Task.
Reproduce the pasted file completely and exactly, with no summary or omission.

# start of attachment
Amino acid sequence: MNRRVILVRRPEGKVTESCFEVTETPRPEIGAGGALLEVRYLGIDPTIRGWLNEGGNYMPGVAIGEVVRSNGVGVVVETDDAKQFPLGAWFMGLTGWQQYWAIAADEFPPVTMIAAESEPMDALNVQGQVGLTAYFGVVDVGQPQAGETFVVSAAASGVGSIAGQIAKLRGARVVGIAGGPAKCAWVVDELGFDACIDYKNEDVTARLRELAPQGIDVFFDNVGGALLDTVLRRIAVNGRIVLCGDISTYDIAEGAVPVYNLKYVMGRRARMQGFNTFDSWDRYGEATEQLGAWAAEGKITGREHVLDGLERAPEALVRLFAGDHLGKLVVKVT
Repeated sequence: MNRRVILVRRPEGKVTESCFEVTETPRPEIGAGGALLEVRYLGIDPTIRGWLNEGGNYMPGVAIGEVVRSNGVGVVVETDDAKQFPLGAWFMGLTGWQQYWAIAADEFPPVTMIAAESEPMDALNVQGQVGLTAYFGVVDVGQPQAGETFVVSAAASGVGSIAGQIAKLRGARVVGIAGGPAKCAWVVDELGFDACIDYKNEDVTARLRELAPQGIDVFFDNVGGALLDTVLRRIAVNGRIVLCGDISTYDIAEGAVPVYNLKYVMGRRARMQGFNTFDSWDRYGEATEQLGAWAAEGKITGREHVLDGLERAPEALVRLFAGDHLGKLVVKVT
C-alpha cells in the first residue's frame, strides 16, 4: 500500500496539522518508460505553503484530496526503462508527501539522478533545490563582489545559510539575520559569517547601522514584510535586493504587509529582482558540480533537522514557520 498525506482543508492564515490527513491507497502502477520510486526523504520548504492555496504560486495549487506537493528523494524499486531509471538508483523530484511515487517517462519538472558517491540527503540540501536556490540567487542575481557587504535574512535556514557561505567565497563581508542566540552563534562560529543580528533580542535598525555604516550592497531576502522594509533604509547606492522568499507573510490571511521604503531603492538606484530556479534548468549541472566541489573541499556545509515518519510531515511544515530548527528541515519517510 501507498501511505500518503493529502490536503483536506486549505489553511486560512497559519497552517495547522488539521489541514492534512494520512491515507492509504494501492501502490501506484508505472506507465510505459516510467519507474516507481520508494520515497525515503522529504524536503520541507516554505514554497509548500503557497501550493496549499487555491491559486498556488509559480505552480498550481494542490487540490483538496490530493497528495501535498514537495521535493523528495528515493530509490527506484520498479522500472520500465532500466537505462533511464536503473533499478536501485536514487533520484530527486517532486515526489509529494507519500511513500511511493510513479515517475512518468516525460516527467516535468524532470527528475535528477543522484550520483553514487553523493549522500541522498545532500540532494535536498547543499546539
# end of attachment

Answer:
Amino acid sequence: MNRRVILVRRPEGKVTESCFEVTETPRPEIGAGGALLEVRYLGIDPTIRGWLNEGGNYMPGVAIGEVVRSNGVGVVVETDDAKQFPLGAWFMGLTGWQQYWAIAADEFPPVTMIAAESEPMDALNVQGQVGLTAYFGVVDVGQPQAGETFVVSAAASGVGSIAGQIAKLRGARVVGIAGGPAKCAWVVDELGFDACIDYKNEDVTARLRELAPQGIDVFFDNVGGALLDTVLRRIAVNGRIVLCGDISTYDIAEGAVPVYNLKYVMGRRARMQGFNTFDSWDRYGEATEQLGAWAAEGKITGREHVLDGLERAPEALVRLFAGDHLGKLVVKVT
Repeated sequence: MNRRVILVRRPEGKVTESCFEVTETPRPEIGAGGALLEVRYLGIDPTIRGWLNEGGNYMPGVAIGEVVRSNGVGVVVETDDAKQFPLGAWFMGLTGWQQYWAIAADEFPPVTMIAAESEPMDALNVQGQVGLTAYFGVVDVGQPQAGETFVVSAAASGVGSIAGQIAKLRGARVVGIAGGPAKCAWVVDELGFDACIDYKNEDVTARLRELAPQGIDVFFDNVGGALLDTVLRRIAVNGRIVLCGDISTYDIAEGAVPVYNLKYVMGRRARMQGFNTFDSWDRYGEATEQLGAWAAEGKITGREHVLDGLERAPEALVRLFAGDHLGKLVVKVT
C-alpha cells in the first residue's frame, strides 16, 4: 500500500496539522518508460505553503484530496526503462508527501539522478533545490563582489545559510539575520559569517547601522514584510535586493504587509529582482558540480533537522514557520 498525506482543508492564515490527513491507497502502477520510486526523504520548504492555496504560486495549487506537493528523494524499486531509471538508483523530484511515487517517462519538472558517491540527503540540501536556490540567487542575481557587504535574512535556514557561505567565497563581508542566540552563534562560529543580528533580542535598525555604516550592497531576502522594509533604509547606492522568499507573510490571511521604503531603492538606484530556479534548468549541472566541489573541499556545509515518519510531515511544515530548527528541515519517510 501507498501511505500518503493529502490536503483536506486549505489553511486560512497559519497552517495547522488539521489541514492534512494520512491515507492509504494501492501502490501506484508505472506507465510505459516510467519507474516507481520508494520515497525515503522529504524536503520541507516554505514554497509548500503557497501550493496549499487555491491559486498556488509559480505552480498550481494542490487540490483538496490530493497528495501535498514537495521535493523528495528515493530509490527506484520498479522500472520500465532500466537505462533511464536503473533499478536501485536514487533520484530527486517532486515526489509529494507519500511513500511511493510513479515517475512518468516525460516527467516535468524532470527528475535528477543522484550520483553514487553523493549522500541522498545532500540532494535536498547543499546539